Have you ever heard of World Baking Day? I discovered it last Friday, thanks to a tweet by Lynn Hill (the Clandestine Cake Club‘s founder). That link made my weekend, as I had little hope of doing anything more than coursework and cleaning chores: with such (un)exciting plans, I’d have been crazy not to click it!
World Baking Day 2013 was Sunday 19 May, but the website is still open for you to get inspired. Its concept is encouraging people to “Bake Brave”: step out of their comfort zone, and bake something completely new. All you need to do to get involved is enter your level of baking-savviness, and let the site redirect you to a suitably challenging recipe. I settled on a Strawberry Pie with white chocolate cream: its difficulty level was 87 out of 100, which definitely made me feel brave!
The original recipe is from Kivilcim Iren Namli, a Turkish pastry chef, owner of Pasticcina Patisserie. Making it took the whole Sunday afternoon, but I was stunned at the sight of the end result: my Strawberry Pie was the prettiest bake I’d ever made.
I spent the evening proudly relishing my accomplishment, anticipating the moment when I would bite into the first slice and find that it was as tasty as it was pretty. I expected a feeling of elation: like the one you get when you find the courage to talk with that good-looking girl you spotted at the tube station, or the handsome stranger you saw at a party, and discover that they don’t only like the same music as you do, or read the same books. They think and talk like you do, and it’s just amazing.
I probably don’t need to tell you, but sometimes, in life, things just don’t go to plan. The handsome stranger has the annoying habit of talking during cinema screenings, and reads the “Sun” every morning. The good-looking girl on the tube platform won’t consider dating you, unless you take her to Harrods and buy her a pink-clad chihuahua. Likewise, my beautiful Strawberry Pie turned out to be a disaster.
The crust was rock-hard; it had stuck to the bottom of the pie mould, and had no intention of coming off. All slices miserably broke, one by one – and pride turned to disappointment. One second my pie was ready for her grand debut; one second later it was all ripped up, and I felt like the butcher. Poor, beautiful, unlucky pie.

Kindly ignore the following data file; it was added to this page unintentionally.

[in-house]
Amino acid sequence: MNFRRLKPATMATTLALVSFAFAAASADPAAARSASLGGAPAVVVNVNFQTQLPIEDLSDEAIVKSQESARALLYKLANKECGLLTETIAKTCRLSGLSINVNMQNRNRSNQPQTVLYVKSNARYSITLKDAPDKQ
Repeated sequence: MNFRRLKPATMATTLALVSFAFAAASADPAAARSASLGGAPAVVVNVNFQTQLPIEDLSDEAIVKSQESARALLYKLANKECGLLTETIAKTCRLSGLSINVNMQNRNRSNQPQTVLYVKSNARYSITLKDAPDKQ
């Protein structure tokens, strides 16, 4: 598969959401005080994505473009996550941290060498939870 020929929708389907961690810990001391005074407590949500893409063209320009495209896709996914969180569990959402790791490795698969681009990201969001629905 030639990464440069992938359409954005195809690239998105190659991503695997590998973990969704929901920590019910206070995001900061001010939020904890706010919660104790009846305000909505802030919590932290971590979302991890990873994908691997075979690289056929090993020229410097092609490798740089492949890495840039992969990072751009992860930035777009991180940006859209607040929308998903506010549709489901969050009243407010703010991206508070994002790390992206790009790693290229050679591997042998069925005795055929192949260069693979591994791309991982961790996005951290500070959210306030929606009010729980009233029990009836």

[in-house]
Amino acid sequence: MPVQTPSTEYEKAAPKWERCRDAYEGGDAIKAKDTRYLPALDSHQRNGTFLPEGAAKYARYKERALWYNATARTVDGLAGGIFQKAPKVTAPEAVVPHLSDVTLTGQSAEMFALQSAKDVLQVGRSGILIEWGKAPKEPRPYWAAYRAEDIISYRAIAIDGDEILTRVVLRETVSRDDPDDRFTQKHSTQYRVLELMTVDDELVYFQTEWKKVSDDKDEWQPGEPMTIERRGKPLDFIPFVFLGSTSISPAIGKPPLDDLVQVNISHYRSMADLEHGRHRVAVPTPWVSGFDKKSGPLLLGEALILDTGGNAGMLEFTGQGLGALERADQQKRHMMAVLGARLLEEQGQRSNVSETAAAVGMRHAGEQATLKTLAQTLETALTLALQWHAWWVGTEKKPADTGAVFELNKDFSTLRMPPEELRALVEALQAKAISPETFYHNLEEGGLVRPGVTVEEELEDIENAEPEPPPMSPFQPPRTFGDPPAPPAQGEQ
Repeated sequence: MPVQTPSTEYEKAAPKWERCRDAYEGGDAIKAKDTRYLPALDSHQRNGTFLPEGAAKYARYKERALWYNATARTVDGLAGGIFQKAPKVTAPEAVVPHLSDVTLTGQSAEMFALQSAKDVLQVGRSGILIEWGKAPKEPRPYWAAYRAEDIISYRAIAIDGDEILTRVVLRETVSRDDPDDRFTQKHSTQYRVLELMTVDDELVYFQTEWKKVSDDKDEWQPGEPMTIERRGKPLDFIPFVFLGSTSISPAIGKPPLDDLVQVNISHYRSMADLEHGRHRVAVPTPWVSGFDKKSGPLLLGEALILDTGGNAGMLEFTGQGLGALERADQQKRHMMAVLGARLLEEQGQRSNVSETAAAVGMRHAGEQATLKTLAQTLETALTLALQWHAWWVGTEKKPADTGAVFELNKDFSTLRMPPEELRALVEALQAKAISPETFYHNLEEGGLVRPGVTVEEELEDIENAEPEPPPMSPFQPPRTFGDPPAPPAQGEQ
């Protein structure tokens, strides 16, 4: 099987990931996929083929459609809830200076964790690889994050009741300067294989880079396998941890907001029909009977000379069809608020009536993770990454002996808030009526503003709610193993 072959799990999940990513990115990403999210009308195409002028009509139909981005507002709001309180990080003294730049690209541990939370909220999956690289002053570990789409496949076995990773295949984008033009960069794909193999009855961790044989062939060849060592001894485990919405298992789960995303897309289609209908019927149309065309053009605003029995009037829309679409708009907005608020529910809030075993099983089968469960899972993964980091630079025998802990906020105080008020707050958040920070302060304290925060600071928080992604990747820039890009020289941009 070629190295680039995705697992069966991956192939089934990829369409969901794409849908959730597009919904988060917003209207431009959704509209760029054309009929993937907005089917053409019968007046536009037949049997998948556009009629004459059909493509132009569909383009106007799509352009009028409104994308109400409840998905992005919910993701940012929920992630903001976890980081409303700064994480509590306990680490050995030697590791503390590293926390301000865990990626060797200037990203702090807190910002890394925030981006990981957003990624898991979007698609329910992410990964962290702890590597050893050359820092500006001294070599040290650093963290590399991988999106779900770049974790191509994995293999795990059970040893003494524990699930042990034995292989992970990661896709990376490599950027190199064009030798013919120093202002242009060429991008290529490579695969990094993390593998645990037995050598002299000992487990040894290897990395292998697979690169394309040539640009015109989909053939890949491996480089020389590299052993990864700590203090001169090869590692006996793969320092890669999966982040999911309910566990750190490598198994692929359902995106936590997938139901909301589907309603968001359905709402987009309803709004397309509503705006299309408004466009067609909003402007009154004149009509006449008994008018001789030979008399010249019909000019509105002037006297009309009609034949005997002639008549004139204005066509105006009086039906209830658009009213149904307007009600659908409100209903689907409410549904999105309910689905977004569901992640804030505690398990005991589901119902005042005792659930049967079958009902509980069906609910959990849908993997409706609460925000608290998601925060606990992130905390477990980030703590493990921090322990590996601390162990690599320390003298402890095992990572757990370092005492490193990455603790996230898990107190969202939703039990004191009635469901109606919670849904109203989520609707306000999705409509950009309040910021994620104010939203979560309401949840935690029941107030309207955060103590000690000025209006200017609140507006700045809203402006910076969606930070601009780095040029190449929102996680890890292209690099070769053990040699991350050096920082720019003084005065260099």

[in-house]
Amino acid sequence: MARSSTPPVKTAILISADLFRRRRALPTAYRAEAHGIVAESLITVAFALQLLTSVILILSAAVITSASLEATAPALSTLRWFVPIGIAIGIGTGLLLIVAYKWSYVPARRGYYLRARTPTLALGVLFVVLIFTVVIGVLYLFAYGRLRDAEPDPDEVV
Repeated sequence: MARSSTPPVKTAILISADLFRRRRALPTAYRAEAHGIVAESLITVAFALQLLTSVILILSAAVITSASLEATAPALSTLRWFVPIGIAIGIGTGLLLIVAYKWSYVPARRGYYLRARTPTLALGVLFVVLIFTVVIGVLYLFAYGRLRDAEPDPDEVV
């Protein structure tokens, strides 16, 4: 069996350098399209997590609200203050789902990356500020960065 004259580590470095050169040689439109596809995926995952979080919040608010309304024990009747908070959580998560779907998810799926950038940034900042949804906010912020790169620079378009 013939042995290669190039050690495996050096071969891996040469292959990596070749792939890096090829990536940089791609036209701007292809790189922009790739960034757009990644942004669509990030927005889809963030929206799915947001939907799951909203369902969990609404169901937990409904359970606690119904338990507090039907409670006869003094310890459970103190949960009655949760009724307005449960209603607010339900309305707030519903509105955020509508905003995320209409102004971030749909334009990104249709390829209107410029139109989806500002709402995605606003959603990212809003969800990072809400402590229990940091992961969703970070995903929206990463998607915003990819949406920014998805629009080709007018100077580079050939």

So what went wrong? Follow me through my version of the recipe, and I’ll tell you about my three Baking Mistakes.
(makes 8 slices)
- Mix 75g sugar and 55g butter spread together, then add one egg.
Avoid my First Baking Mistake: 75g sugar is the right quantity, but I read the wrong line, and used 125g instead – which is the flour dose!
- Little by little, pour in 125g flour, and keep on mixing the blend. Add one tablespoon vanilla extract and one pinch of salt. Knead until you’re able to make a solid ball of dough.
- Roll the dough with a rolling pin, and put it in a greased pie mould.
- Pre-heat the oven to 180°, and bake for about 25 minutes.
My Second Baking Mistake happened at this point. By rolling the pastry in the pie mould, I made the worst pastry-rolling blunder you can possibly make: you should never, ever roll pastry inside a baking dish. Get a baking mat. Use your kitchen counter. Whatever you decide upon, just don’t do it in the baking dish. That will cause your pie crust to stick to the bottom, and not come off – unless you can get hold of a chisel!
My Third Baking Mistake was using a 30cm mould, which was far too big for this pie. This created all sorts of difficulties when I first rolled the pastry on a baking mat. I had to spread it very thin, and when I tried to lift it, it broke on all sides. Hence the let’s-roll-it-into-the-mould experiment; the rest is history!
2. Make the Cream
- Boil 200ml skimmed milk and 40g sugar together.
- In a separate bowl, mix another 40g sugar with one egg.
- Add a quarter of the boiled milk to the egg and sugar mix, then add 65g flour as well.
- Add the rest of the boiled milk to the blend, and mix with a forceful, fast movement.
- Put the mixture over the heat and keep mixing it until it reaches the thickness of a cream.
- Add 50g white chocolate to the cream, mix well to make sure it melts, and set aside to cool.
3. Decorate your Pie!
- Spread the chilled cream on the pie dough, and top it with 400g sliced strawberries.
- Finally, boil one sachet of gelatin, and spread it over the strawberries while it’s warm. Let the gelatine set before serving.
You could say I had it coming. I should have rolled the pastry on the baking mat, and used a smaller mould. I wouldn’t disagree, but then I’d tell you that the spirit of World Baking Day was Bake Brave – not Bake Perfect. Like macaron chef Loretta Liu said, making pastry is all about experimenting and allowing yourself to fail. Indeed, I learnt a lot from this baking challenge; now I’m looking forward to the next one!
While I plan it, tell me about yourself. Have you taken part in World Baking Day, be it as bakers or tasters? And what’s your most striking baking fail – the one you’ll never forget, from which you learnt more than from any of your successes?
NOTE: While some of the quantities and ingredients in this post have been adapted, the original recipe is © Kivilcim Iren Namli.